Bill O'Reilly Does Not Understand The U.S. Tax Code
Fox News host Bill O'Reilly falsely suggested that President Obama's proposal to let Bush tax cuts expire could leave some wealthy Americans paying 40 percent of their incomes in federal taxes. But Obama has only proposed letting taxes on the top income bracket increase -- which means only income over $200,000 would be affected -- and very few Americans pay more than 35 percent in U.S. taxes.
This tax discussion comes as the Obama administration and the Republican House try to reach a deal on the automatic tax hikes and spending cuts known as the fiscal cliff.
O'Reilly told guest Adam Corolla that "your state's up to about 14 percent state income tax. President Obama wants to raise it up to about 40 percent federal. That's 54 percent. If he knocks out the deduction for state income taxes, which he wants to do, you'd be paying 54."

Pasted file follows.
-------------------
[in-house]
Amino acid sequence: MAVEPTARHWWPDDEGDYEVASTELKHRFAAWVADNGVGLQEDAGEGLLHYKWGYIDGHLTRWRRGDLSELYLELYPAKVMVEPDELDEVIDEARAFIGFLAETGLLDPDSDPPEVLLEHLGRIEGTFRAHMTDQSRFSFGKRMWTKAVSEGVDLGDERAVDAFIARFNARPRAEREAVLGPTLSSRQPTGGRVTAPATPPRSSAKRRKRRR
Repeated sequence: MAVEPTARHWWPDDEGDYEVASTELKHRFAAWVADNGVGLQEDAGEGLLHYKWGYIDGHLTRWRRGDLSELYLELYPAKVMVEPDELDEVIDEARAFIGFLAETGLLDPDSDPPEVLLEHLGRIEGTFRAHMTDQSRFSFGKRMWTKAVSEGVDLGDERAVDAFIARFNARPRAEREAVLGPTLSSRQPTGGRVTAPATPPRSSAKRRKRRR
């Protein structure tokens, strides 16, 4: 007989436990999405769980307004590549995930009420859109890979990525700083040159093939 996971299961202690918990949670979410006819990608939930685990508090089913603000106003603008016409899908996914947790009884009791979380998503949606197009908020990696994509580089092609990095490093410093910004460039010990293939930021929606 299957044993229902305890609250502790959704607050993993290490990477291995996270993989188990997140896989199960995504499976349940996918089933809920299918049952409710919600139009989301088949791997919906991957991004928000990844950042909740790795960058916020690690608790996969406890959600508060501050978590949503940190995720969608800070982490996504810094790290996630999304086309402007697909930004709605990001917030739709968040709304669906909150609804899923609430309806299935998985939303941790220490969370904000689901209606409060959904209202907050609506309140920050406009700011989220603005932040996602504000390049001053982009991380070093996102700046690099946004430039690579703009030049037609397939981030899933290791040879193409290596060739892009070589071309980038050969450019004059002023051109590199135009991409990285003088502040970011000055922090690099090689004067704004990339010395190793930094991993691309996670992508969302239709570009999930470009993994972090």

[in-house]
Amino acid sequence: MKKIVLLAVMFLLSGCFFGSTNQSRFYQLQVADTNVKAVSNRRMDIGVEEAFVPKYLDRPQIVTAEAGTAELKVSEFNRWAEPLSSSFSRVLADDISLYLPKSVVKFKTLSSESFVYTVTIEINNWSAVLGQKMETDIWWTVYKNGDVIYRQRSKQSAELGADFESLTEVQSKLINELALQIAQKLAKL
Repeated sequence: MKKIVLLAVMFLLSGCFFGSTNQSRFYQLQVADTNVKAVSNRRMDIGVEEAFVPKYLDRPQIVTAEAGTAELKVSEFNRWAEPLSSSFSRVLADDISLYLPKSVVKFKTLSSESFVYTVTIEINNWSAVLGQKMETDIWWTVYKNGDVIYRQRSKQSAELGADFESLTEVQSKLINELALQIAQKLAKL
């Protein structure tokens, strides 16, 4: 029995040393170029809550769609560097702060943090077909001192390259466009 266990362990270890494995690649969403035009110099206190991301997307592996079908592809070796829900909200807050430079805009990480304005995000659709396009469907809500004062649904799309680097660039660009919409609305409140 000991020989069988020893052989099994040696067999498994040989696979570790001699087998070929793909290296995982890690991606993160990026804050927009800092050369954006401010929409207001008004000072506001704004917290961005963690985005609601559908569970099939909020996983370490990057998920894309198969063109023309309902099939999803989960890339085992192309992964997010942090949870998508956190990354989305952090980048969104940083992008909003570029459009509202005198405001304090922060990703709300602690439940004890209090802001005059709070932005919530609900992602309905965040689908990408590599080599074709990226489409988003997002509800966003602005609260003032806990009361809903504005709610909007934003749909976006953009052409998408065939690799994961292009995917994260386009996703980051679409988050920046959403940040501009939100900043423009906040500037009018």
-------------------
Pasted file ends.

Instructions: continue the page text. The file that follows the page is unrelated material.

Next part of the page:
This is a complete misunderstanding of how income tax brackets in the United States work. President Obama has proposed letting the Bush tax cuts for the wealthiest Americans expire, which means the top income tax bracket would increase  from its current 36 percent to 39.6 percent. But those rates would only apply to income exceeding $200,000. A taxpayer filing as "single" would currently  pay a series of increasing marginal rates on his or her income, beginning with a rate of 10 percent on the first $8700 of income and ending with a rate of 35 percent on income over $388,350. And many taxpayers are able to take deductions , which limit their tax liability.
The taxpayer's effective rate almost always ends up much lower than 35 percent. According  to the Tax Policy Center, in 2008, only 10,228 out of 142,450,569 total tax filers paid more than a 35 percent effective tax rate. That's only .0072 percent of tax returns.
As the Center on Budget and Policy Priorities has noted , "a taxpayer's marginal tax rate is the tax rate imposed on his or her last dollar of income." CBPP added: "Taxpayers' average tax rates are lower -- usually much lower -- than their marginal rates. People who confuse the two can end up thinking that taxes are much higher than they actually are."